|Name of Activity||Mystery Sensor Challenge|
|Author||Eleanor Richard, Sam Heilborn|
|Keywords||Lego, Robotics, Mindstorm, Programming, Challenge, Introduction, Sensors, Sensor Introduction, EV3, NXT|
|Lesson Objectives:||Familiarize students with the Mindstorm blocks.Have students understand the importance of the order and specific aspects of programming blocks, such as speed, duration, degree.Introduce student to the concepts of “What If” blocks and “Loops.”|
|Preparation and Set Up:||Crete 4-6 challenging and excited Mindstorm programs with non-desribitive names. These programs can include Some examples are shown below
|Necessary Background||Teacher must understand Mindstorm, and students should have some familiarity with EV3 or NXT, but do not (and should not) have a lot of experience programming.|
|Umbrella Unit/Curriculum (if applicable)|
|Name of Activity||Communication Towers|
|Author||Ali Boreiko + Jen Scinto|
|Keywords||communication, non-NXT, building, teamwork, social skills|
|Grade Level||5, 6, 7, 8, 9+|
|Time||<1 Hour Total|
|Brief Description||In this activity, students will better understand the importance of communication for engineers. By completing an engineering challenge silently in groups , they will gain an appreciation for verbal communication.|
|Lesson Objectives:||The objective of this activity is to have students reflect on how they communicate to their classmates and to the teachers.|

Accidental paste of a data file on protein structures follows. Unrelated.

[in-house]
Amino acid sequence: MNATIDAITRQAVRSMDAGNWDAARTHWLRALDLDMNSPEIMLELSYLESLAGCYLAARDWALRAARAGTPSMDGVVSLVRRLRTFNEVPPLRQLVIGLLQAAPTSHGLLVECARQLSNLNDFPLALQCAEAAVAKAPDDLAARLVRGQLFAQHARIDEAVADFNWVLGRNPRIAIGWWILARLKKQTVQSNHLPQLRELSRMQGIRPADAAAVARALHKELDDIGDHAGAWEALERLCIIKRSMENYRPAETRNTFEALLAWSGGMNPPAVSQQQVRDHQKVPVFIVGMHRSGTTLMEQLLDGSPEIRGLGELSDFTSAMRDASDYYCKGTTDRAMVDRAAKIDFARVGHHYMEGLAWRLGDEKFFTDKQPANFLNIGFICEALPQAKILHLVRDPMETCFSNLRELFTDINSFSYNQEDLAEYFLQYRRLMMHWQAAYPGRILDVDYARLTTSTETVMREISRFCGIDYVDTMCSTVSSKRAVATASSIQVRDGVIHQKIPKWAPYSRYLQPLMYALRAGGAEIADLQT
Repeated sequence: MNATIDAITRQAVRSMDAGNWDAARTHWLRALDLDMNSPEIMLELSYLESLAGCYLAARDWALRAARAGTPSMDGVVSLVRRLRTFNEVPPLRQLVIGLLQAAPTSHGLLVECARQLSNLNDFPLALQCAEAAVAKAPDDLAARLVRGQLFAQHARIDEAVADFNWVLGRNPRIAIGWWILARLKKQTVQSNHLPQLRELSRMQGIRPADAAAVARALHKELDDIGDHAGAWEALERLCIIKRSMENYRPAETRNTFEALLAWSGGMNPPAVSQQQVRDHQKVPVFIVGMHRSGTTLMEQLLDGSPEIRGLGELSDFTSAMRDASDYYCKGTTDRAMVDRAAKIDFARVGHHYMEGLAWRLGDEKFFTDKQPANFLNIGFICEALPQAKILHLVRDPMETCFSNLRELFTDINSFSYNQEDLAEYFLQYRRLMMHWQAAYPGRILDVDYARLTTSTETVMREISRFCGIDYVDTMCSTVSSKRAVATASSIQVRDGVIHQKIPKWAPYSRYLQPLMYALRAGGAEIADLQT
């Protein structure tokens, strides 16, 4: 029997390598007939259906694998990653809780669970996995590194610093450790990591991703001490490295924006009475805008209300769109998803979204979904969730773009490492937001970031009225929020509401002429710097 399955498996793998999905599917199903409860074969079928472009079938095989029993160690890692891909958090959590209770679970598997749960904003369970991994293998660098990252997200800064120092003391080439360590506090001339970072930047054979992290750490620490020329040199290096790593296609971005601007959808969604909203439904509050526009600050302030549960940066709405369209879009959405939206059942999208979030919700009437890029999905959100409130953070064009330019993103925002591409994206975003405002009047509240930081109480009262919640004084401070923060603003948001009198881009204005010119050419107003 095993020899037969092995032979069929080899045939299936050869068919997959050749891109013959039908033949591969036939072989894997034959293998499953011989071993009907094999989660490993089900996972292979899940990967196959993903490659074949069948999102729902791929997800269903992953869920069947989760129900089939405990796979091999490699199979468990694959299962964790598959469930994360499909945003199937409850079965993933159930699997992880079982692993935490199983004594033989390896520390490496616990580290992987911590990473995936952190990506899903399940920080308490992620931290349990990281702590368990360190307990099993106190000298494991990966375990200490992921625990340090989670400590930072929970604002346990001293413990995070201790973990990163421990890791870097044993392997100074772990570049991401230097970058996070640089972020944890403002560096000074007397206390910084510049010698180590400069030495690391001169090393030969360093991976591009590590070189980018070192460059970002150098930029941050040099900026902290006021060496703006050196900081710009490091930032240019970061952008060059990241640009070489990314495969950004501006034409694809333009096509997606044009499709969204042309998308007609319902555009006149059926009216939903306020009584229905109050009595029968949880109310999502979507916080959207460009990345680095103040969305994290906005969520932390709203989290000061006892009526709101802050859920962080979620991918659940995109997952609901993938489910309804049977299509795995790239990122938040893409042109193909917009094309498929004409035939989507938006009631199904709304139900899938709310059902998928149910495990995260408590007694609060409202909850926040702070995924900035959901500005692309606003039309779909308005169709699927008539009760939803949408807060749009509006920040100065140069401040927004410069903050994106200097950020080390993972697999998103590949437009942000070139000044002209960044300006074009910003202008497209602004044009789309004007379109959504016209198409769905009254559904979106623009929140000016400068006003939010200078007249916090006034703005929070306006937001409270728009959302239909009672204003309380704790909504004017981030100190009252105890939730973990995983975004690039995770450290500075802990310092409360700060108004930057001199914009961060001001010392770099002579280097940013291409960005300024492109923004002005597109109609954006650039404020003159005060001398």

|Materials Needed:||-Found materials (paper, bottles, straws, clothespins, etc)
-An arm’s length of tape
-A separate room/space where half of the students can work (e.g. a hallway or empty classroom nearby).
|Procedure||Warm up the class by discussing: What is communication? How do humans communicate? Animals? Robots? Who do engineering need to communicate with when they’re working on a project? Who do you communicate with when you’re working on a project? (5-10 mins)
Then, divide the class up into teams of 6-10 people, let them choose their team name. The teams are competing to build the tallest tower. But, the team must build the top and bottom half separately. So, divide the teams up again into two groups, the top and the bottom (each with 3-6 people).
Tell them that the two groups working on the bottom cannot talk, but are allowed to write and draw. The team working on the top is not allowed to write or draw, but is allowed to talk. Let the kids work for ~10 minutes on their part of the tower. They should NOT be able to see the other half of the tower.
Then, each of the two groups (top and bottom) sends a representative to discuss their ideas with the other half of their team to plan how the tower will fit together. They cannot bring any pieces from the tower, just their ideas. Each representative keeps his or her handicap. After they meet for 5 minutes, the representatives return to their groups and continue to build.
After ~10 more minutes of building, the groups unite and get 5 minutes to connect their tower, all the while with their handicaps. Finally, once each team has a tower, measure them!
Debrief by asking: What was hard about the activity? Why is communication so important for engineers? (5-10 mins)
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